A small participatory workshop on “Non Timber Forest Products: Opportunities and Barriers to Innovation”, was held at the Birnam Arts & Conference Centre, Birnam, Perthshire on 11 June 2008.

The workshop brought together representatives of businesses and other organisations to discuss the nature, effectiveness and support for non-wood product innovation in the forest sector, comparing the situation in Scotland with that in other countries, in particular Italy. The workshop findings will contribute to collaborative research being undertaken across a number of European countries.

The workshop was organised by the Macaulay Institute. For further information email Diana Feliciano or phone 01224 498200 (Ext. 2362).

English bluebells blooming early

13th March 2008

The Natural History Museum reports that bluebells have flowered in February for the first time in the UK.

This comes at the start of this year's online survey of bluebells in the UK. For the third year running members of the public are being asked to look at the bluebells in their local environment, to help build up a picture of the distribution of bluebell species within the UK. Is the native bluebell in danger due to hybridisation with the non-native Spanish bluebell? You can help find out.

ForestHarvest's Scottish Bulb Collection Code pages provide more information about bluebells, and about the issues surrounding bulb harvesting in the UK and abroad.

More information about the trade in wildflower bulbs.

New 'Harvesting guidelines' section on ForestHarvest

8th January 2008

Happy New Year! ForestHarvest is celebrating the start of 2008 by launching a new section on Scotland's sustainable harvesting guidelines.

Sustainable Forest Harvest consultation

12th December 2007

What species or groups of species should Reforesting Scotland's new Sustainable Forest Harvest project focus on? If you'd like to make a suggestion, see Reforesting Scotland's Sustainable Forest Harvest project page for more details.

Reforesting Scotland launches a new project

28th November 2007

Sustainable Forest Harvest - Monitoring NTFP harvests

Reforesting Scotland is pleased to announce the start of a new project to develop participatory monitoring and harvesting guidelines for selected NTFP species in Scotland.

More details on the ForestHarvest projects page

Amazing mosses, fantastic fungi and incredible lichens: new project to boost their conservation in Scotland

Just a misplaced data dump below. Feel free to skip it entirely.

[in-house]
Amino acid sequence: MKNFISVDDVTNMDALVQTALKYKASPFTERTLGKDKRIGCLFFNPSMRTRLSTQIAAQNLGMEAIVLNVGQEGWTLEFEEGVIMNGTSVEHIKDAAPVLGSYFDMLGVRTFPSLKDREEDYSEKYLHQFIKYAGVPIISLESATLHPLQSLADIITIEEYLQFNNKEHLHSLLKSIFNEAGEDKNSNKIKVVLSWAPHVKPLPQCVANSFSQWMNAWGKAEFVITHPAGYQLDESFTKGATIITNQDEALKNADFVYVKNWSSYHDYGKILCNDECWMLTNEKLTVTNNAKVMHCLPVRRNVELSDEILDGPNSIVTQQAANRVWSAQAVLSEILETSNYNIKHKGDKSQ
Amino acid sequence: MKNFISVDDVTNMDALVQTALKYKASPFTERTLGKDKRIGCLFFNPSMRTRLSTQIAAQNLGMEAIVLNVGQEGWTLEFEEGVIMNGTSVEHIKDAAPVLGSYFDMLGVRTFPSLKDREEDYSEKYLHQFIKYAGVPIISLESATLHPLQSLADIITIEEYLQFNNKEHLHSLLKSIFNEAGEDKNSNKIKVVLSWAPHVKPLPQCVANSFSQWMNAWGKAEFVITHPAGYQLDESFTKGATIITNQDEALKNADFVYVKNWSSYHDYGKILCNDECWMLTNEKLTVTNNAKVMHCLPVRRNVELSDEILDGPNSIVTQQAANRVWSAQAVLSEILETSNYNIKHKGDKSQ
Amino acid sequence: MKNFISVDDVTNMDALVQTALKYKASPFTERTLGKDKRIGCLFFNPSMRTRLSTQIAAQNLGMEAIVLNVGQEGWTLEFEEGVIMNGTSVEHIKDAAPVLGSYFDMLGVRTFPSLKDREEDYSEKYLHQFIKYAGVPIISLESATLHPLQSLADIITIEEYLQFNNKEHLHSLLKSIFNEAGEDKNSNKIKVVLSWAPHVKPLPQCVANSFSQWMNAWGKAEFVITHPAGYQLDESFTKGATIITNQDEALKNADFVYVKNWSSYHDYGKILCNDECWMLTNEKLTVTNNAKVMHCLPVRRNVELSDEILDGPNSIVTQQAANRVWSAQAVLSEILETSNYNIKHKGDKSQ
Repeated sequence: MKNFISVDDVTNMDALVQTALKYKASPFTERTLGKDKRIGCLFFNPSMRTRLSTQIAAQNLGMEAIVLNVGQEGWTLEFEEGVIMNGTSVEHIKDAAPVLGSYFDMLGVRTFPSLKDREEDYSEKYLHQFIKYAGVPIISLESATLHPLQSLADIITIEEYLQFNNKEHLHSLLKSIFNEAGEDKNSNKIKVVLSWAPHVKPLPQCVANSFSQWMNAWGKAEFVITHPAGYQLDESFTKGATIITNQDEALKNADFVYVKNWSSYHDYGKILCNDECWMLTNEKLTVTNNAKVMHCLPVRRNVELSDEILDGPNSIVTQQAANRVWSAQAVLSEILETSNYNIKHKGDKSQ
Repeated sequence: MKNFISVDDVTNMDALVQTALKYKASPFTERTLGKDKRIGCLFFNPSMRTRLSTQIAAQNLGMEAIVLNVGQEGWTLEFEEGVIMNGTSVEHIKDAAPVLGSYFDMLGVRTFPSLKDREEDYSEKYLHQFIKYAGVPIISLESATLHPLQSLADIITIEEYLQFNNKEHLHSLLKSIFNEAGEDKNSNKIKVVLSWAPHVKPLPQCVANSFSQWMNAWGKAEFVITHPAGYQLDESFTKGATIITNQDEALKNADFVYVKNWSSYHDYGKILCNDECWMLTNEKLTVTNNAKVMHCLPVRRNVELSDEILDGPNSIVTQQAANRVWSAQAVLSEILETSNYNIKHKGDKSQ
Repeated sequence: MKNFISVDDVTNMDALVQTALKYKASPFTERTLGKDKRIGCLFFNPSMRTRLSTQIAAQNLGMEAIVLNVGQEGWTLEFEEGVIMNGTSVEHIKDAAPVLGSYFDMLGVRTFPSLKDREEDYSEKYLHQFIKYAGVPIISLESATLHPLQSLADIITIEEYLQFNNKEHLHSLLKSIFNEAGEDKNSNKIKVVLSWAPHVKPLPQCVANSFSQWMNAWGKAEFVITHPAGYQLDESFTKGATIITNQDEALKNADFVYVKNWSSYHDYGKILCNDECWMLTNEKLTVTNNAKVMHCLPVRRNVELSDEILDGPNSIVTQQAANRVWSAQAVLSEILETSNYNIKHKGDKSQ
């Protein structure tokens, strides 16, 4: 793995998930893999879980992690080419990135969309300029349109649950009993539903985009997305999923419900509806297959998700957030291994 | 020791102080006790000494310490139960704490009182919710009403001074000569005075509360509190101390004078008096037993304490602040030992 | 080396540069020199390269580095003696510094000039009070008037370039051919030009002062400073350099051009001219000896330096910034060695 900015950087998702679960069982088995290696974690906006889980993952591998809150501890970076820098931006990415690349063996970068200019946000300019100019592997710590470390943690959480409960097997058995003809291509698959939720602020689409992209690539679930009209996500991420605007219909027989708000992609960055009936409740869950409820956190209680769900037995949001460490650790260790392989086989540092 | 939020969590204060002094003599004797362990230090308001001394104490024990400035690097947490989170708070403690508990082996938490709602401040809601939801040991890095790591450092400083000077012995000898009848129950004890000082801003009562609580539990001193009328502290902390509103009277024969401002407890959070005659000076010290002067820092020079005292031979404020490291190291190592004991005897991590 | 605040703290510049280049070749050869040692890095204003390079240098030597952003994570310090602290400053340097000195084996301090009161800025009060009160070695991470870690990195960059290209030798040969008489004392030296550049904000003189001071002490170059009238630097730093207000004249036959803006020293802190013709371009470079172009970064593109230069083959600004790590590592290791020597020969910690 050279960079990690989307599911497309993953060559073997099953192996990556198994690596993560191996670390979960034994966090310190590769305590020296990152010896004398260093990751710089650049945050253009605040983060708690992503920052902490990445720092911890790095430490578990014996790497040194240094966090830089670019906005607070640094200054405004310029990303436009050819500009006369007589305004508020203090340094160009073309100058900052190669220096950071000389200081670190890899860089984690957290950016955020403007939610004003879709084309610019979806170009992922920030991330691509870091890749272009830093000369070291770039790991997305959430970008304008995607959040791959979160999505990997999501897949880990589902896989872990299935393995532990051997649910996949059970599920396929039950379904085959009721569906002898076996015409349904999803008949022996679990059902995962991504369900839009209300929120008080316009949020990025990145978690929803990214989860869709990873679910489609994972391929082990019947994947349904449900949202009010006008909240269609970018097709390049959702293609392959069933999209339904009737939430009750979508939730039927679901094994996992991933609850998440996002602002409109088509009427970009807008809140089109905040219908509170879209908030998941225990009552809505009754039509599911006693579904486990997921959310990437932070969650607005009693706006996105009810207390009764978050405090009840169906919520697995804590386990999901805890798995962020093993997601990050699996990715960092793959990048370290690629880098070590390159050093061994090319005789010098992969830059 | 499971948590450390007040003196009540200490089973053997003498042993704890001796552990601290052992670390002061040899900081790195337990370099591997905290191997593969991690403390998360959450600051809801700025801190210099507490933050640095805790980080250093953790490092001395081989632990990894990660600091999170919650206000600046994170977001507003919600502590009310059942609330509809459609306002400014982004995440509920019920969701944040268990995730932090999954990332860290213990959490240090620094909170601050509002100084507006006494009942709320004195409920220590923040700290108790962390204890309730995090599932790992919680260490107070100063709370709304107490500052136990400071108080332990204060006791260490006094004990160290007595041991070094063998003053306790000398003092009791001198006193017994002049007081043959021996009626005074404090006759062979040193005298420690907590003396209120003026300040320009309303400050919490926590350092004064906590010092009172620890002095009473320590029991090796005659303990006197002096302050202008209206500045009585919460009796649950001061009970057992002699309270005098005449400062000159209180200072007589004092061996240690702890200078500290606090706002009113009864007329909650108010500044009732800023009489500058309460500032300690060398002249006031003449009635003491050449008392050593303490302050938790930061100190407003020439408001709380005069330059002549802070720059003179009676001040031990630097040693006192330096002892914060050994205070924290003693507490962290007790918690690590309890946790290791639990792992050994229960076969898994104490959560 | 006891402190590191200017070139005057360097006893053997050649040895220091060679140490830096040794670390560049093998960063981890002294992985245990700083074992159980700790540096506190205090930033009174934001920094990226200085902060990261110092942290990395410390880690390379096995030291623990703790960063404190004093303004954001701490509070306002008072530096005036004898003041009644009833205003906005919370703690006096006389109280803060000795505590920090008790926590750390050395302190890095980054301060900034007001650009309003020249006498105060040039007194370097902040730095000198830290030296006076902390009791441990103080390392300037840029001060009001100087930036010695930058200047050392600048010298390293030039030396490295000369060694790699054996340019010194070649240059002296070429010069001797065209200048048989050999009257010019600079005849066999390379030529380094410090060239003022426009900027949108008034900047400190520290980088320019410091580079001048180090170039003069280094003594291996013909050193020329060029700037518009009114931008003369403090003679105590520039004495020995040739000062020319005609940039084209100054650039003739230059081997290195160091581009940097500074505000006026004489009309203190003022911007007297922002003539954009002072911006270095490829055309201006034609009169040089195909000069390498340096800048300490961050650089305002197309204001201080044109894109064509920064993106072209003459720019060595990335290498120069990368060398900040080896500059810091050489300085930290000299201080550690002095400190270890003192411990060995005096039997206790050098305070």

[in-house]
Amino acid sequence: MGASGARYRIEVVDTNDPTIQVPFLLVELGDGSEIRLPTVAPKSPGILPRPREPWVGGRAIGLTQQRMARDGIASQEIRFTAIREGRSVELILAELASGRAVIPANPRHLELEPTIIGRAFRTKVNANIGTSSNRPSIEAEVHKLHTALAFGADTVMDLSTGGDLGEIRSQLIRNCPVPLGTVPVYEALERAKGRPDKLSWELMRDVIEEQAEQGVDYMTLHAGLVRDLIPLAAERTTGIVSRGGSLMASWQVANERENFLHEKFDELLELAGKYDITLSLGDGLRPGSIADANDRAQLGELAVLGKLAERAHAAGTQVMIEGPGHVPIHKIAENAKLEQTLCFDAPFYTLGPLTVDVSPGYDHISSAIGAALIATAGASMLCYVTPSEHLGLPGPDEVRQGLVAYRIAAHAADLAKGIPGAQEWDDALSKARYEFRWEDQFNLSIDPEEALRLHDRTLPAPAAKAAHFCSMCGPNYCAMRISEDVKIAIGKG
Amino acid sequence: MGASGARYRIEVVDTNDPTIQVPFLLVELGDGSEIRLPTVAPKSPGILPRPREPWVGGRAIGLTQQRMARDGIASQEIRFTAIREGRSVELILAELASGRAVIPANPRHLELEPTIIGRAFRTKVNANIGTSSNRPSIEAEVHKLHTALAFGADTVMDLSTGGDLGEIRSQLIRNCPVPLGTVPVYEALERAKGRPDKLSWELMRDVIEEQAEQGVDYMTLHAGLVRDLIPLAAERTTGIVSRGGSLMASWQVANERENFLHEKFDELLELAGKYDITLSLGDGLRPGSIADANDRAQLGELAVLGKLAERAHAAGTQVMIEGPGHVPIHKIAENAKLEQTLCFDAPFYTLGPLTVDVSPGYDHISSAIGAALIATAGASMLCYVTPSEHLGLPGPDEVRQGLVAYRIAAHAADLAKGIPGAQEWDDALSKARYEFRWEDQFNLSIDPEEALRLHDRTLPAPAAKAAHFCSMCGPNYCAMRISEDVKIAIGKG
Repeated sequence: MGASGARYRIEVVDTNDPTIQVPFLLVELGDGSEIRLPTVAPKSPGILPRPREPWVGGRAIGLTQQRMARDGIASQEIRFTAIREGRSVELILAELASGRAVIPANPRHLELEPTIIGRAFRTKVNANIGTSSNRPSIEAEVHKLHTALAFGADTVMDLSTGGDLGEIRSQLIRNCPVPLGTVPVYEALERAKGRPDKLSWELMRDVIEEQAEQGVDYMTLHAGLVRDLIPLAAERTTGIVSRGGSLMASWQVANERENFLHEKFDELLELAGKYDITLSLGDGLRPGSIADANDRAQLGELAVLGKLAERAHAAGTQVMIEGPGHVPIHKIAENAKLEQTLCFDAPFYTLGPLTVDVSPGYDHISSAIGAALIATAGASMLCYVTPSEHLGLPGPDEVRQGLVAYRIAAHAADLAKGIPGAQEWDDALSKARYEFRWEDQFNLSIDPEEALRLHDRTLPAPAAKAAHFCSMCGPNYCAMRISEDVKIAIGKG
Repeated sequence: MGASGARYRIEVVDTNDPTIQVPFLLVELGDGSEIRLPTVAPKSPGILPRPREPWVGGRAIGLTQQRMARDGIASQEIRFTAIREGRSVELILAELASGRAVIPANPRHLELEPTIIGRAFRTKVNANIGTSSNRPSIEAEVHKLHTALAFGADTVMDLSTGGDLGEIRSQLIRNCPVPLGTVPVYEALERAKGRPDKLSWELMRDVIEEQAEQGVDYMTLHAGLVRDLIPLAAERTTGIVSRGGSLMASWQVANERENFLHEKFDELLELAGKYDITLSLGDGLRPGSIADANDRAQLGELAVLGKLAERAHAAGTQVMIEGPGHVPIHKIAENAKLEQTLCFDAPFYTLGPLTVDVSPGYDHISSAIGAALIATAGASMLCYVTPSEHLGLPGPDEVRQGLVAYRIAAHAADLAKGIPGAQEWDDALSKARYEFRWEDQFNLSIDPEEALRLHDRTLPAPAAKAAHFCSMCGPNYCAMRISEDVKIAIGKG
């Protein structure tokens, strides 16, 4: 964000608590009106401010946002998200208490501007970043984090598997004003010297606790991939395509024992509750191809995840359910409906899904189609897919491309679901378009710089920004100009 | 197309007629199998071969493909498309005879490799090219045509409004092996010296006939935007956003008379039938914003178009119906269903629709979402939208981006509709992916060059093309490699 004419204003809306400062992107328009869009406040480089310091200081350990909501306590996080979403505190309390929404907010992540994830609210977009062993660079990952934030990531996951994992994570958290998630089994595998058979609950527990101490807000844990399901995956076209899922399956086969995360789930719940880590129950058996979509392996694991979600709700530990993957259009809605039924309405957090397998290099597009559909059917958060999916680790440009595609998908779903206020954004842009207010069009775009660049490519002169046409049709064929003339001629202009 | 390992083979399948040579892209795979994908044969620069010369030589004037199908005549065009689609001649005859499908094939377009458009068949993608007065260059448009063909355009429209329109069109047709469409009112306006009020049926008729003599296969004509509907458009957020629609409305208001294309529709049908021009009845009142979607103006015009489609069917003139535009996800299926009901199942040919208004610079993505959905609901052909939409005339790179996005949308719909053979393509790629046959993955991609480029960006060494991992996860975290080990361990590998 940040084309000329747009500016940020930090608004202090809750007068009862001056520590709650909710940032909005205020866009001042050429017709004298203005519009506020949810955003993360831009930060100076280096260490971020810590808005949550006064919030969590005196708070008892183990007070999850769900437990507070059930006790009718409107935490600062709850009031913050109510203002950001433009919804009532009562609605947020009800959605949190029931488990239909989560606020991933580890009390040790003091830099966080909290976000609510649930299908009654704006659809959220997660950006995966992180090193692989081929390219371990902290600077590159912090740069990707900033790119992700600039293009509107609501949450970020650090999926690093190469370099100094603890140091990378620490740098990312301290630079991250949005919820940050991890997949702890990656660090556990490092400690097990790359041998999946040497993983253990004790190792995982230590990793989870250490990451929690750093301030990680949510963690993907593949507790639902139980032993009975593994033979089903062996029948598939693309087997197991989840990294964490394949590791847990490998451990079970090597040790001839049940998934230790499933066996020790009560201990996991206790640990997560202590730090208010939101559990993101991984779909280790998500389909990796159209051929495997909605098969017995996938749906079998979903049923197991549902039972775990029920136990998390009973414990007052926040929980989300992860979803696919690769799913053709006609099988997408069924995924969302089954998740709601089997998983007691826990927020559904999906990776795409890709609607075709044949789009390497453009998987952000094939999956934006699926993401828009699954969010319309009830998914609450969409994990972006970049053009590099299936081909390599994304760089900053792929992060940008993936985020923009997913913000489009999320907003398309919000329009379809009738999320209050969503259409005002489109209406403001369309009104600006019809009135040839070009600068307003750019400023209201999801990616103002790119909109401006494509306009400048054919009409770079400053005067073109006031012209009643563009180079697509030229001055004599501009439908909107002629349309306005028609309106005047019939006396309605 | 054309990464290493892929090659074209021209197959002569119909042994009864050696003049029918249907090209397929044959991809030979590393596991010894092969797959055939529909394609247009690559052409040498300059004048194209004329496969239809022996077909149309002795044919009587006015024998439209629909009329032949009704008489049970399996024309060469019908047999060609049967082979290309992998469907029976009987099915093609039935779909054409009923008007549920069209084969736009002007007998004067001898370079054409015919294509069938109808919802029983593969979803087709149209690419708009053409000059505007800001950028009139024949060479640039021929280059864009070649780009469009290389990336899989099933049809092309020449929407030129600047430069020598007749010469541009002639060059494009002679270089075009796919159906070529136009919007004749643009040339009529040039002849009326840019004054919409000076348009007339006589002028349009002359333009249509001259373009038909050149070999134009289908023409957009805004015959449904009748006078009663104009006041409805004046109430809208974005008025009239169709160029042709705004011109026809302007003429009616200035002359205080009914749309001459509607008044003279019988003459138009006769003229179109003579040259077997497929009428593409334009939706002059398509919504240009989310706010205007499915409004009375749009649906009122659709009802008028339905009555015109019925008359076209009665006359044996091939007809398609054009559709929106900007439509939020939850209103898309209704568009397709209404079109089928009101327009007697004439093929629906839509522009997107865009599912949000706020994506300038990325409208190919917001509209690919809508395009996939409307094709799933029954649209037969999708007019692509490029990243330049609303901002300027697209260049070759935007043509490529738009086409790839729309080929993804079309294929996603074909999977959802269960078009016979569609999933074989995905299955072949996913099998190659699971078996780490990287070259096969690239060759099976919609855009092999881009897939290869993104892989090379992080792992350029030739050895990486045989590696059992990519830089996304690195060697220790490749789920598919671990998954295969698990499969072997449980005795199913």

28th November 2007

A new project led by Plantlife Scotland will celebrate the amazing world of mosses, liverworts, lichens and fungi and the extraordinary richness that exists in Scotland. In a bid to help their conservation and raise awareness of their importance, the newly launched Lower Plants and Fungi project will be providing advice on managing key habitats for rare and threatened species and organising events for people to learn more about them.

Plantlife's new Lower Plant and Fungi Officer is Matilda Scharsach, based in Stirling. She can be contacted on 01786 469778 or click here to email Matilda Scharsach.

New harvesting guidelines - mosses and bulbs

18th September 2007

As NTFP harvesting becomes more popular as part of people's lives and work, concerns are rising about the possible impacts of harvesting. Two new sets of harvesting guidelines - one for mosses and one for bulbs - are now available to help with this issue.

The codes have been produced in consultation with moss harvesters, land managers, species experts and representatives of conservation organisations.

A5 leaflets containing the essentials of the guidelines

are available from:

Dr Dave Genney, Scottish Natural Heritage, Great Glen House, Leachkin Road, Inverness, IV3 8NW, Tel: 01463 725253 (click here to email Dave Genney)

Click here for more information about Scotland's sustainable harvesting guidelines.

Mushroom picking ban in a mid Wales nature reserve

14th September 2007

"A nature reserve in mid Wales is banning all visitors from picking wild mushrooms because it says some species are in decline." Full story on the BBC Wales website

Local fungus expert Daniel Butler has been leading fungus forays in the Elan Estate since 1998. He says the ban, imposed by the Elan Valley Trust, is both unenforceable and unscientific, and that he would defy it. More details on the BBC Wales website

Neolithic chewing gum

19th August 2007

Modern day Finns have found some ingenious uses for their abundance of birch trees, including making a sugar alcohol called xylitol which is used in tooth-friendly chewing gum.

Now one of the world's oldest pieces of chewing gum has been found. It's from Finland - and it was made from birch trees. The Stone Age version was made by heating birch bark in the absence of air, to produce a tar. Like its more high tech counterpart, it also had chemical properties which aided dental health. "World's oldest chewing gum found"

Kierikki archaelogical centre: "Friday 13th of July was the lucky day at Kierikki Excavation"

Edinburgh Treefest

9-10th June 2007

Popular annual event celebrating all things woody. This year as part of its diverse display, Reforesting Scotland showed examples of Scottish non-timber products and distributed leaflets explaining about the new Scottish Working Woods label.